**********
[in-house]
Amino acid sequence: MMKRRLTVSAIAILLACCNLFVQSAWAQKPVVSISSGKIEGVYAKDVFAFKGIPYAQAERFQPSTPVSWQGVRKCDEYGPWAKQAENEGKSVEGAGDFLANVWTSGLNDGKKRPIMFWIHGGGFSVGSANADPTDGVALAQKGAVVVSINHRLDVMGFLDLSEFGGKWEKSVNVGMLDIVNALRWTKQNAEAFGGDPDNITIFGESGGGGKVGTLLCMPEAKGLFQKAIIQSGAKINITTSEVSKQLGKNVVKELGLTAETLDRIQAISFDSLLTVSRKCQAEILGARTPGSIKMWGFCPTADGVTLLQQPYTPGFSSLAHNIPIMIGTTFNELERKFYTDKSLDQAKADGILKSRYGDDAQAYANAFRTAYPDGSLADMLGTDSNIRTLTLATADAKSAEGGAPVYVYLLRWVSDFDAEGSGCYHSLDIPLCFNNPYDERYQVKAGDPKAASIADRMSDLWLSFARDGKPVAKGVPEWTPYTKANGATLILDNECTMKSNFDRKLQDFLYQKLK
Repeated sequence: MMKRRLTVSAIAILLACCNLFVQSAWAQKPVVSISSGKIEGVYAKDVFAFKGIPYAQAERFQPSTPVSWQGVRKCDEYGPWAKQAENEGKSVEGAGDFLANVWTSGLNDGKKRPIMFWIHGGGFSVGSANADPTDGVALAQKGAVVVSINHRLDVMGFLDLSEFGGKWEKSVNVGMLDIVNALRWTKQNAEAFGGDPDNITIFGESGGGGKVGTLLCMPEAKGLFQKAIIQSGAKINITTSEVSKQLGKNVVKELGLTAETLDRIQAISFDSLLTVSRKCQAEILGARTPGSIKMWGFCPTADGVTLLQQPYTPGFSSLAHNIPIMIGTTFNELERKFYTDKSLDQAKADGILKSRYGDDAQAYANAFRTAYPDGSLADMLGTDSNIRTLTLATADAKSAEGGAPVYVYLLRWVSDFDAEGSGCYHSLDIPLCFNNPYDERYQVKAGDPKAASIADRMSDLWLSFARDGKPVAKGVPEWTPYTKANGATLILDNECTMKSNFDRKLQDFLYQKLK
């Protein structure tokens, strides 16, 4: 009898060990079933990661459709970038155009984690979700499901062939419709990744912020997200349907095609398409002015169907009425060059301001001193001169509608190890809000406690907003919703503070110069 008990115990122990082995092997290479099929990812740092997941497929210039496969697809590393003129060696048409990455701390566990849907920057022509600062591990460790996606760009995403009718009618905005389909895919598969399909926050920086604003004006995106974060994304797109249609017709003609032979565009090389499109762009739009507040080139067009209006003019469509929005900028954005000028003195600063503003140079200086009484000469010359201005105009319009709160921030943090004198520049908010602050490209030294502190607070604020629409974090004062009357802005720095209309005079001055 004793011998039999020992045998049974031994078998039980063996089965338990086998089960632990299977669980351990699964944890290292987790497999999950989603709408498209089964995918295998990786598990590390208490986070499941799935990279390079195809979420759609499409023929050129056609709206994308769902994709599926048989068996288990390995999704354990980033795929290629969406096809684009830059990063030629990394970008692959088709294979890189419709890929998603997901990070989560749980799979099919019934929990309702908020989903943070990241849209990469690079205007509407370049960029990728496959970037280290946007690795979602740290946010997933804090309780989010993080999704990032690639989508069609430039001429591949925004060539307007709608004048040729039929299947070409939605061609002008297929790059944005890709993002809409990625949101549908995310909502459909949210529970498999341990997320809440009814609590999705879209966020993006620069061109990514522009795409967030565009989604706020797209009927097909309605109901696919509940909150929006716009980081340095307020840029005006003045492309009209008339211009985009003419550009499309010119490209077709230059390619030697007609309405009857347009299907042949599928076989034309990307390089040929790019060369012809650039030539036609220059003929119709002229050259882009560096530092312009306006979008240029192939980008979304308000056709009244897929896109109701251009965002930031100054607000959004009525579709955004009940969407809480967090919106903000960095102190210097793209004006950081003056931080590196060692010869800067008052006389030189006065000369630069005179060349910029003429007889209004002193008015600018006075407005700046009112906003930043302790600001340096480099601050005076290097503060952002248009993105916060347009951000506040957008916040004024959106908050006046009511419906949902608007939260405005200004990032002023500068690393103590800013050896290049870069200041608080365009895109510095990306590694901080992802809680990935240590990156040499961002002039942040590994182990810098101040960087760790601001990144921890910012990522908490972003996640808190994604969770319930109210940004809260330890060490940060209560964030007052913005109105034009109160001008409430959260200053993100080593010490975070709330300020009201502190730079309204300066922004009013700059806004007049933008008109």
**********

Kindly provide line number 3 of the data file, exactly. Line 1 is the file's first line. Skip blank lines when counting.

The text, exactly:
Repeated sequence: MMKRRLTVSAIAILLACCNLFVQSAWAQKPVVSISSGKIEGVYAKDVFAFKGIPYAQAERFQPSTPVSWQGVRKCDEYGPWAKQAENEGKSVEGAGDFLANVWTSGLNDGKKRPIMFWIHGGGFSVGSANADPTDGVALAQKGAVVVSINHRLDVMGFLDLSEFGGKWEKSVNVGMLDIVNALRWTKQNAEAFGGDPDNITIFGESGGGGKVGTLLCMPEAKGLFQKAIIQSGAKINITTSEVSKQLGKNVVKELGLTAETLDRIQAISFDSLLTVSRKCQAEILGARTPGSIKMWGFCPTADGVTLLQQPYTPGFSSLAHNIPIMIGTTFNELERKFYTDKSLDQAKADGILKSRYGDDAQAYANAFRTAYPDGSLADMLGTDSNIRTLTLATADAKSAEGGAPVYVYLLRWVSDFDAEGSGCYHSLDIPLCFNNPYDERYQVKAGDPKAASIADRMSDLWLSFARDGKPVAKGVPEWTPYTKANGATLILDNECTMKSNFDRKLQDFLYQKLK